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Is California Heading for a Multi-Year Drought? The Odds Aren’t in Our Favor, Experts Say

With no rain in the forecast for the rest of 2020 — thanks to a La Niña weather pattern pushing storms north of the state — the probability of California entering a multi-year drought is increasing.

Anxiety Grows Over Scope of Infrastructure Package

Concerns are growing over the fate of a sprawling water infrastructure package, even as staffers in both chambers insist negotiations are fruitful and moving forward.

If Aridification Choked the Southwest for Thousands of Years, What Does The Future Hold?

The ancient people of Danger Cave lived well. They ate freshwater fish, ducks and other small game, according to detritus they left behind. They had a lush lakeside view, with cattails, bulrush and water-loving willows adorning the marshlands.

But then, the good life became history. As heat and drought set in, the freshwater dried up and forced the ancients to survive by plucking tiny seeds from desert shrubs called pickleweed. Archaeologists know this from a thick layer of dusty chaff buried in the cave’s floor.

Colorado River Indian Tribes Want to Lease Water for Non-Tribal Use

The Colorado River Indian Tribes on the western edge of Arizona have the largest share of first-priority Colorado River water rights in the state. Now, the tribal council is proposing to lease some of its water for non-tribal use. Colorado River Indian Tribes chairman Dennis Patch thinks tribal water can be a valuable tool in Arizona drought mitigation.

In California, Rethinking Who ‘Owns’ Wildfire

A record-breaking season of fire across the West has shown the limits of the century-old strategy of suppression. Many agree the need now is for better land management – built around values of collaboration and shared responsibility.

Colorado River Runoff Plunges, Raising Shortage Concerns

Record and near-record low flows on the Upper Colorado River this summer and fall have dramatically and abruptly worsened the outlook for the entire river and the Central Arizona Project over the next two years. Low flows into Lake Powell led federal officials to sharply reduce their forecasts for how high Lake Mead will be next year. That has ratcheted up the odds that the first major shortage in CAP deliveries will occur in 2022, cutting off some supplies to Central Arizona farmers.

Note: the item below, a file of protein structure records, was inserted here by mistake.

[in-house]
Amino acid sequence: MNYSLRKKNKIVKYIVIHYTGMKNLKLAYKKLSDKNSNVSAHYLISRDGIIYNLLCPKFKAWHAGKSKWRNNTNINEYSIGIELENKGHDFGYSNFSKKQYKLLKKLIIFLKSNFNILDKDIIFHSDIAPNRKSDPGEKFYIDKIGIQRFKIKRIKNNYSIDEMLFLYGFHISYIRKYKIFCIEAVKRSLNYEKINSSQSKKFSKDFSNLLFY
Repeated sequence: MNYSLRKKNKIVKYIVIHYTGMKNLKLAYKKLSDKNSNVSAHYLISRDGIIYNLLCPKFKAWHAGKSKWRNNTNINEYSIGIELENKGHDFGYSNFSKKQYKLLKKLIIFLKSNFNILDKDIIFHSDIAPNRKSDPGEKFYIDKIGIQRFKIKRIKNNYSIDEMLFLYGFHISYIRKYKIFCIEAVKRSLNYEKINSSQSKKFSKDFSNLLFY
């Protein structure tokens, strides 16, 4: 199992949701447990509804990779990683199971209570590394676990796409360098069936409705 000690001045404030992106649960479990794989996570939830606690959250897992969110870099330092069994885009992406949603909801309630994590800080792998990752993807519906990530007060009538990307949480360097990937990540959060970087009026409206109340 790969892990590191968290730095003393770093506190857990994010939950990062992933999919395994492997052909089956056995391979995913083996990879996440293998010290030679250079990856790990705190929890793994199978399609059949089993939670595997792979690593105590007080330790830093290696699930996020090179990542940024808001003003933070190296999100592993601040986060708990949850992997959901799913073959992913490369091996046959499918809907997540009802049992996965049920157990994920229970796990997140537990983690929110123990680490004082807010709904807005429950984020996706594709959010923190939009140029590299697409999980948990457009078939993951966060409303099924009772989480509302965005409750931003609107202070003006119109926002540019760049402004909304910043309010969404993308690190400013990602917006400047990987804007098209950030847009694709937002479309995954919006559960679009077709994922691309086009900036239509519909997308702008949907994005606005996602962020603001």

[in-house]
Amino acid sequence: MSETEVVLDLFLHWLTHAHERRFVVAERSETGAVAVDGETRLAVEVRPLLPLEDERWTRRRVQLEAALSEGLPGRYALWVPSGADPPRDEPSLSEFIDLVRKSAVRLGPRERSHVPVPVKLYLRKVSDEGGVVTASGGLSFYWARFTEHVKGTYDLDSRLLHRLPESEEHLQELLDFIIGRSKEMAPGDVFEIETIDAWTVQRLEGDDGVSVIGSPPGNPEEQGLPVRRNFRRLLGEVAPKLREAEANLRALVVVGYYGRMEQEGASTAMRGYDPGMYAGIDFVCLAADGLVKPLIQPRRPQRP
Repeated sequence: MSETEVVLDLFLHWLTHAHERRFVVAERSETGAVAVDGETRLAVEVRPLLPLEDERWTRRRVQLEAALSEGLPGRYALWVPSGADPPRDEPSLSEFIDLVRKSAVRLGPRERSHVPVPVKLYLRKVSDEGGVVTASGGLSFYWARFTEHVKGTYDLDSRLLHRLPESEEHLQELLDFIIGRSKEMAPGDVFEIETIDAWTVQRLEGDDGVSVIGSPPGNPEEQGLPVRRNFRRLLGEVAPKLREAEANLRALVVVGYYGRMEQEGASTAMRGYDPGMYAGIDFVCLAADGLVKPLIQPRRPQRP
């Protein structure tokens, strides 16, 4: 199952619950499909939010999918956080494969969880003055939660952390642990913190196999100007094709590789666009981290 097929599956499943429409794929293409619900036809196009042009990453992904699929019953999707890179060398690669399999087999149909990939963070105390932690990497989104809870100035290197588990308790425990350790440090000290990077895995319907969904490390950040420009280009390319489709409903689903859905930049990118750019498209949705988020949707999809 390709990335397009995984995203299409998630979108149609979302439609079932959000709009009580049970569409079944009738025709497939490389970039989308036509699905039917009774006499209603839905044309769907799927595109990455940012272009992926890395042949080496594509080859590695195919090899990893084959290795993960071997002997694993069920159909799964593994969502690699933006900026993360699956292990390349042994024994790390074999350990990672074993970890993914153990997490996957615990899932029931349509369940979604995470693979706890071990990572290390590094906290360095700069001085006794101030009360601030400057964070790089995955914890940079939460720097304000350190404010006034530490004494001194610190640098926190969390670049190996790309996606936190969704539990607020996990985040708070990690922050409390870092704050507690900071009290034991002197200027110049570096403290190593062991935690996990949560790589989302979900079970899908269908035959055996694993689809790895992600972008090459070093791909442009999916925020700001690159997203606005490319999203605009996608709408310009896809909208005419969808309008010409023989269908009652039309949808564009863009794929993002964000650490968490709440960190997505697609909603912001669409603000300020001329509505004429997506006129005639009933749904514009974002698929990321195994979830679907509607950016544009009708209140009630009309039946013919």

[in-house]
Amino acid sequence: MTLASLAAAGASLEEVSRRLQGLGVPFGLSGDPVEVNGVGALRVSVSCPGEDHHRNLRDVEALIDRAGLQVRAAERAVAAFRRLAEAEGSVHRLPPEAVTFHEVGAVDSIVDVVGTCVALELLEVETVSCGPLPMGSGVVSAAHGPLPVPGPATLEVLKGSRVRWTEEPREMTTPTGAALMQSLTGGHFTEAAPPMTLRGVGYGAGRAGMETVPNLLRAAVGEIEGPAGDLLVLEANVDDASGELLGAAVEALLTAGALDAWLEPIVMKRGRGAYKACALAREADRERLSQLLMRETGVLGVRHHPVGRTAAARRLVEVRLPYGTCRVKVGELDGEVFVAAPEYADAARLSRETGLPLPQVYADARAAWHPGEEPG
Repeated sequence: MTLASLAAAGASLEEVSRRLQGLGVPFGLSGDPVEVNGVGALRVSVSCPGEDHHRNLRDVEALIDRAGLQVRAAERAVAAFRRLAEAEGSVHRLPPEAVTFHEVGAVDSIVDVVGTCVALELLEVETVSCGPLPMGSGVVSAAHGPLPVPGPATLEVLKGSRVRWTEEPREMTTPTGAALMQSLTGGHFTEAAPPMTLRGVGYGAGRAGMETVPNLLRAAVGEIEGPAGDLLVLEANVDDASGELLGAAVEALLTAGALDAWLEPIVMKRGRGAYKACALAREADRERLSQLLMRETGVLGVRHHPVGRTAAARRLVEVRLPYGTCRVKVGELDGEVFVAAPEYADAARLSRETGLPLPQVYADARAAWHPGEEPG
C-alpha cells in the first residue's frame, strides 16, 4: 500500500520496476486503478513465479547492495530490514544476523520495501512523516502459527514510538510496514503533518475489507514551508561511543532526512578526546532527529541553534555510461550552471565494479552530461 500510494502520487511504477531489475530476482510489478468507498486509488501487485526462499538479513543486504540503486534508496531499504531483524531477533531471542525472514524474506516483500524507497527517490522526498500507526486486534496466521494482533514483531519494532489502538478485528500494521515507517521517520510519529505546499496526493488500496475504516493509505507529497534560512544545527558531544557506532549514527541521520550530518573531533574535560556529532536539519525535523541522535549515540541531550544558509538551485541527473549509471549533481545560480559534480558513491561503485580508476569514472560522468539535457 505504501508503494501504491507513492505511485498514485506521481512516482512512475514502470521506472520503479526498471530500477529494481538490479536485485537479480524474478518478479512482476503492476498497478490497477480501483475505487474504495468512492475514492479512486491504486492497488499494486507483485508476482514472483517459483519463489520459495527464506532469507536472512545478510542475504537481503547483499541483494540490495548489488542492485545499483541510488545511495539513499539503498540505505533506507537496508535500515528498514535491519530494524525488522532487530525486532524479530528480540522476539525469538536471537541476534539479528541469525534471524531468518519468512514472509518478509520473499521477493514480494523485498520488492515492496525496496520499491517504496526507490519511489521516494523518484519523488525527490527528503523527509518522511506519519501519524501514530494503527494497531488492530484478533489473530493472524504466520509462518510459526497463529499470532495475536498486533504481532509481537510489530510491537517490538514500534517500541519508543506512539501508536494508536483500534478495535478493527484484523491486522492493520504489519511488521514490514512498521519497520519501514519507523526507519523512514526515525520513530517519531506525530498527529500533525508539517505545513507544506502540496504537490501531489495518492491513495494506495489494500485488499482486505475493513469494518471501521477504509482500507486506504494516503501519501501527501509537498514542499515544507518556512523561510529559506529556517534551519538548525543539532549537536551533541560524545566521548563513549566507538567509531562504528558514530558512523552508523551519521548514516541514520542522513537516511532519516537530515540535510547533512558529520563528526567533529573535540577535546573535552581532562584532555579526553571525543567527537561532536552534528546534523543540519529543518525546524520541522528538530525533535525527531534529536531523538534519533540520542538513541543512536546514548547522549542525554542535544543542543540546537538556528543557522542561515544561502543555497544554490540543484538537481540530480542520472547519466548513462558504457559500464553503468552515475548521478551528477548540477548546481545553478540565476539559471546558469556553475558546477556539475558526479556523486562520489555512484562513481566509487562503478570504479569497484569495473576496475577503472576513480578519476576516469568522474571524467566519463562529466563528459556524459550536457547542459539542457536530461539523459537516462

Opinion: We Can Find Common Ground to Solve Challenging Water Issues

Despite a seemingly endless era of upheaval – a surging pandemic, contentious election cycle and racial strife – we still have the responsibility to address pressing issues that cannot wait for calmer times. The future of California’s water is one of those issues. While collaboration and relationship building have been made even more challenging due to distancing required by COVID-19, we believe that water is an issue where we can rise above party lines and entrenched perspectives.

$15 Million Credit Line Will Help Antioch Build Desalination Plant

Despite a seemingly endless era of upheaval – a surging pandemic, contentious election cycle and racial strife – we still have the responsibility to address pressing issues that cannot wait for calmer times. The future of California’s water is one of those issues. While collaboration and relationship building have been made even more challenging due to distancing required by COVID-19, we believe that water is an issue where we can rise above party lines and entrenched perspectives.

Farmland Consolidations Could Save Water, Promote Solar

Hopes are rising in the southern Central Valley that the farmland expected to be fallowed in coming years because of drought and groundwater restrictions won’t sit idle but will instead be consolidated to make room for new land uses including solar power generation. Efforts are underway locally to create a system for piecing together parcels that would allow investment at a scale large enough to support substantial photovoltaic solar arrays — or ranching or creation of natural habitat, whatever makes sense financially for landowners.

Over $10 Million Granted to Preserve Salmon in California

Over $10 million in grants was awarded to 27 projects dedicated to benefiting the state’s salmon habitats, the California Department of Fish and Wildlife announced this week. The grants, amounting to $10.7 million, were awarded through the agency’s Fisheries Restoration Grant Program for the restoration, enhancement and protection of anadromous salmonid habitats, and to reverse the declines of Pacific salmon and steelhead throughout California and surrounding states.